Fiction Writing Friday: Making the Lucky Ones

Originally posted 2016-03-25 08:00:37.

“What do you think, love, should we go for longer limbs or more of a muscular frame?” A young bride giggled. “Aww, look how cute the fingers look on this one!”

“It looks fine to me,” the husband replied, making eye contact with their consultant as his wife turned page after page of possibilities. Pouring over small details like teeth and hair. Being resistant to deterioration was an absolute must as was being free from the small anomalies that could undo the entire procedure. Eh, that was why you bought insurance. “Excuse me, doctor.” That’s what the consultants were called, Doctors. The husband didn’t know the qualifications, it wasn’t in his path. “Have the results come back from the population study?” What the thing looked like bore little importance in the man’s mind. He knew that the coding would be fine, as long as the ability codex was up to par. A major investment like this had to pay off, and that thought had plagued him ever since the wedding, but it was necessary.

Doctor Cobb adjusted his glasses. “Indeed they have sir, but you must make your selection quickly. Codex lists are only guaranteed for twenty four hours. The doctor sat back passively as the wife circled her choices in the large traits binder while the husband passively flipped through the options. I wonder if it was always like this. Dr. Cobb thought, not for the first time. He was bred to be a Doctor. His parents had known since he was born that’s what he would be. Just like this man knew he’d be a Lawyer and the woman knew she would never progress beyond HR. That’s fine, her charisma and carefree nature made up for her lacking mental capabilities. Unlike his own wife, a Geneticist. Dr. Cobb sighed, she had been breaking down lately. It was unlike her and worried him. Once the couple’s selections had been made, Dr. Cobb took a deep breath. Time for the disclaimer.

“We must procure samples from both of you and will do the best to create the greatest companion you could build. If for any reason there are imperfections after the two-year trial period, you are welcome to return and try again. Please be reminded that this process could take up to nine months or later depending on the construction. Ms. Dawkins will handle your insurance and payment plan on your way out. It was very nice to meet you, Mr. and Mrs. Bradley.”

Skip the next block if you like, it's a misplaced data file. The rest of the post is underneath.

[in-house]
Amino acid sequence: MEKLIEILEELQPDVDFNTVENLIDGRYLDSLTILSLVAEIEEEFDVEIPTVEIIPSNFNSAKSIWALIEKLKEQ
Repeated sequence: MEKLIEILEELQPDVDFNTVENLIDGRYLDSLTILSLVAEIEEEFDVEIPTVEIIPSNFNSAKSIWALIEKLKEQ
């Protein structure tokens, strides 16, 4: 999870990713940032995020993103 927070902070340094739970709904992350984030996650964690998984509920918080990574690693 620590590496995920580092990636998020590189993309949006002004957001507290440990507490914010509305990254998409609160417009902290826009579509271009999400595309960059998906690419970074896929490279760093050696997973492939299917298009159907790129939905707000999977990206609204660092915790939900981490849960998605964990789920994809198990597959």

The couple left the Doctor in solitude. He looked through the documents. These people were loaded. They had selected the highest version of the model, choosing twenty guaranteed physical characteristics and the husband had chosen the Engineer Codex. They both chose a male model. A sigh escaped Dr. Cobb’s throat as he passed the binder and papers to Mrs. Dawkins.

“Another happy couple,” he shook his head, giving the elderly woman the binder.

“This one’s going to take a while,” she said, flipping through the pages. “You warned them, right?”

“Of course,” he said. He always did, but couples often became impatient, some choosing less perfect models in their haste and abandoning the product after the mandatory two years. “If you are ready to pack up for the night, I think I’m going to go home to Genesis.”

“Yes sir, she called earlier and asked me to tell you to meet her at Casey’s. Big night, sir?” Mrs. Dawkins was cheerful. Most women were, hormones carefully regulated and monitored in both sides of the species. He would know, that was his wife’s field.


Casey’s was their favorite spot to meet after a hard day of work. The spirits were excellent with charismatic, genuine bartenders and waitresses. Experimental musicians and artists were often in attendance, sprucing up the place with their music and portraits or abstract designs. Each one more creative, more vibrant than the last. Competition was slim, but that didn’t sway the inner motivation and beauty of the creatures of performance. To people like the Doctor and his Wife, they provided a necessary distraction from the mentally taxing work the two pursued.

Dr. Cobb looked over the restaurant. Lively Celtic music blared from the stage, loud enough to muffle conversation. He spotted his wife sitting at the table, sipping on a glass of water. Her long wavy hair flowed over flawless brown skin covering a perfectly average body. He loved her.

“I am so glad you got here on time,” Genesis hailed him from their usual table. “There is something I want to discuss.” She seemed nervous.

“Should we go home?” The Doctor asked. “What is wrong?” The two had to shout to be heard, but the music drowned them out from any imposing ears. “Let me go get drinks.”

“Nothing for me,” Genesis smiled from straight teeth, slightly stained. Imperfection, but he loved her anyway.

“Now I have to know what’s going on,” Dr. Cobb left her and got himself a whiskey brewed and tested by the very best in the world. There hadn’t been a bad batch in over a century. By the time he returned, Genesis had conquered her nerves and turned to him, determination in her eyes.

“Have you noticed anything in the past few weeks?” She asked. Dr. Cobb thought for a moment. His wife had seemed a little more moody, but it was a stressful time at work and they had barely seen each other. She said she was feeling sick, but that wasn’t entirely uncommon for her type. Getting frustrated by his silence, Genesis glanced around before leaning over the table. “Ben, I’m pregnant,” she said in a furtive voice.


The world stopped for Dr. Benjamin Cobbs.


“Have you reported to your employer? How could this happen?” Dr. Cobbs felt himself fall into a panic though he kept his face calm. “How long?”